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"Sovereign pension funds in this region have seen tremendous growth in recent years, along with the rapid growth in assets of sovereign wealth funds,ö says Naomi Denning, Watson Wyatt's head of investment consulting for Asia-Pacific. She attributed the growth in assets partly to strong Asian equity returns in 2007.
Over the next five years, these ôincreasingly influential institutional investorsö are likely to become the future role models for institutional funds, she says. Their emerging clout will have significant implications for services and products offered by fund managers and other intermediaries across the region, she adds.
The fastest growing sovereign pension fund in Asia-Pacific û Australia's Future Fund with assets of $44 billion at the start of the year û jumped up 122 places to take the 66th position in the rankings. Its asset growth is largely a result of receiving capital contributions from the Australian government, sourced from budget surpluses, Watson Wyatt says.
Among the sovereign pension funds in Asia ex-Japan, China's National Social Security Fund has grown significantly, moving up to the 38th position (from 69) in the overall rankings. India's Employees Provident Fund is in the 68 the position (from 88), Singapore's Central Provident Fund is in the 22nd position (from 32) and Thailand's Government Pension Fund is in the 241st position (from 285). Each of these funds posted more than 30% growth in assets last year.
ôLarge pension funds, notably the top sovereign funds, will continue to grow and be successful if they remain adaptable and prioritise excellent governance and risk management,ö Denning says. ôAs their societal influence increases, these leader funds will be expected to set the gold standard in all aspects of investment so as to be able to deliver against growing liabilities in unstable financial conditions.ö
The total assets of the worldÆs largest 300 pension funds grew by over 14% in 2007 to around $12 trillion, adding around $1.5 trillion to the previous yearÆs figure.
The US remains the country with the largest market share of pension fund assets (making up 43% of the total), although its share has been eroded (from 54% in 2002) due to a weak dollar and various significant developments around sovereign pension funds elsewhere. Japan has the second largest market share at 14%, largely because of the Government Pension Investment Fund of Japan which is still at the top of the ranking, a position it has held since 2002, with $1.07 trillion in assets. The UK, Netherlands and Canada all have the third largest market share of 6% each.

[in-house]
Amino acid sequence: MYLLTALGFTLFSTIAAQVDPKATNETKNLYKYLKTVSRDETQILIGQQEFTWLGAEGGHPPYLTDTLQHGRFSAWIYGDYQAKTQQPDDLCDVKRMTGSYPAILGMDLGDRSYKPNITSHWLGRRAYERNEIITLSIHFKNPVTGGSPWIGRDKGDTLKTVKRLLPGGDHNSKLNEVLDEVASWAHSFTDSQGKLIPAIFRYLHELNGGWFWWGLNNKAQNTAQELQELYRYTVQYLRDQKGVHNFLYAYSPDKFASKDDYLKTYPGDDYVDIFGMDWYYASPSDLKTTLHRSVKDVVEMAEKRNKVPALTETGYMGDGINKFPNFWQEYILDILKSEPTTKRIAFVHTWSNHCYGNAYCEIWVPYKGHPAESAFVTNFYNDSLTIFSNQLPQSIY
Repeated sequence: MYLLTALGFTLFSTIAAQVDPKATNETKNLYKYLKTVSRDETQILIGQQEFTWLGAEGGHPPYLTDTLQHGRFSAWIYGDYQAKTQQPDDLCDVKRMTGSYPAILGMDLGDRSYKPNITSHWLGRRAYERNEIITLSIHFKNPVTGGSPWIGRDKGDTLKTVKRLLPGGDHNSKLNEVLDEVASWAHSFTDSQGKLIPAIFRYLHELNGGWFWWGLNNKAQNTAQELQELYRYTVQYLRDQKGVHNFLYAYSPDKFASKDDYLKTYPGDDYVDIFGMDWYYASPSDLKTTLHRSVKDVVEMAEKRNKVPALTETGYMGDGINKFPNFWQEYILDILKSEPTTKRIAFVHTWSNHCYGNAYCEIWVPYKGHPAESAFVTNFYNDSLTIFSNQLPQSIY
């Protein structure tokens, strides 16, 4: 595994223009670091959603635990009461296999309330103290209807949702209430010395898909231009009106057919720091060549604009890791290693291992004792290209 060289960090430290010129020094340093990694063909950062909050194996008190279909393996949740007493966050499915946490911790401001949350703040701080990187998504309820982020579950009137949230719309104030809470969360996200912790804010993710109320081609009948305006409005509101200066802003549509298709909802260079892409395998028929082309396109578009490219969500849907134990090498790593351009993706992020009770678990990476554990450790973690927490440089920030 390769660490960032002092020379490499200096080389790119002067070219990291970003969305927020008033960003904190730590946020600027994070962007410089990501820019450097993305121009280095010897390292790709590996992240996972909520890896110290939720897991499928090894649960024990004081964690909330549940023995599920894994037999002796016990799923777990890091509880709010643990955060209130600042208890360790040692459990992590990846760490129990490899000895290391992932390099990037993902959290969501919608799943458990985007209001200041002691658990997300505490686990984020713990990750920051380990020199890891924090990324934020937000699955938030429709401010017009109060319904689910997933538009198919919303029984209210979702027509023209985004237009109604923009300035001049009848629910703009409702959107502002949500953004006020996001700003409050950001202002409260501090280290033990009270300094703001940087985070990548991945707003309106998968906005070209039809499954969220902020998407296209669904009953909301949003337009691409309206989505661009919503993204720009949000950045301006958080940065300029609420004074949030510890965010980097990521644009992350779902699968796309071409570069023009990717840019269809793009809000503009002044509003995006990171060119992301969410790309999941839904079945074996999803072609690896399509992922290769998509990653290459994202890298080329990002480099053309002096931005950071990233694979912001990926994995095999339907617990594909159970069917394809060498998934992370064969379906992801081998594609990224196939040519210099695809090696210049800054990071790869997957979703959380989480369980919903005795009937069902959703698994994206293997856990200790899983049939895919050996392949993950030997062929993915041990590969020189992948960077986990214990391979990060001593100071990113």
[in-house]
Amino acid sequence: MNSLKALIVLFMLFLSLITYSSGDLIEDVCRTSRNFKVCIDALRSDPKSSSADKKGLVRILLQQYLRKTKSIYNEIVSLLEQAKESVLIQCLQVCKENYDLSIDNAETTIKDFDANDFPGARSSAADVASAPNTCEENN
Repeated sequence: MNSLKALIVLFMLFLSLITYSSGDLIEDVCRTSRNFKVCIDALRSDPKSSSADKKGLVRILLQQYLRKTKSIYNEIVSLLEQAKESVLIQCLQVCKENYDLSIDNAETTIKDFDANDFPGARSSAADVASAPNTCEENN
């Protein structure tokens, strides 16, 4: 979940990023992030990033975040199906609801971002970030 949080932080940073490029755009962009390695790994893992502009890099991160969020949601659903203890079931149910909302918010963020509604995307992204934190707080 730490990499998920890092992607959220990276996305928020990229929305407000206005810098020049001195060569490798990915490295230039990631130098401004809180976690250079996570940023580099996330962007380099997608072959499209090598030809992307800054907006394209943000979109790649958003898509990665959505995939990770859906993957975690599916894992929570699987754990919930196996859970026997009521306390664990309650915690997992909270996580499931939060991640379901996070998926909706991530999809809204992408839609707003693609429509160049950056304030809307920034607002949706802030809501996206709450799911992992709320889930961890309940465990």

JapanÆs Government Pension Investment Fund is way ahead of the pack. A far second is NorwayÆs Government Pension with $370.9 billion, followed by KoreaÆs National Pension with $231.9 billion.
Apart from JapanÆs Government Pension Investment Fund of Japan and KoreaÆs National Pension, there are others in Asia that made it to the top 20 of Watson WyattÆs global ranking of sovereign pension funds this year. These are TaiwanÆs Postal Savings Fund with $129.4 billion, SingaporeÆs Central Provident Fund with $94.9 billion, ChinaÆs National Social Security with $70.7 billion and IndiaÆs Employees Provident with $43.1 billion.
The AU$85 billion ($61.6 billion) Australian super fund has some exposure to indebted property developer Evergrande. Meanwhile, China’s construction finance is part of its core strategy in real estate.
Investors are seeing the risks, but also the opportunities of the logistics sector. Warehousing their fears for the moment, they can see it's a good conduit to high-growth assets.
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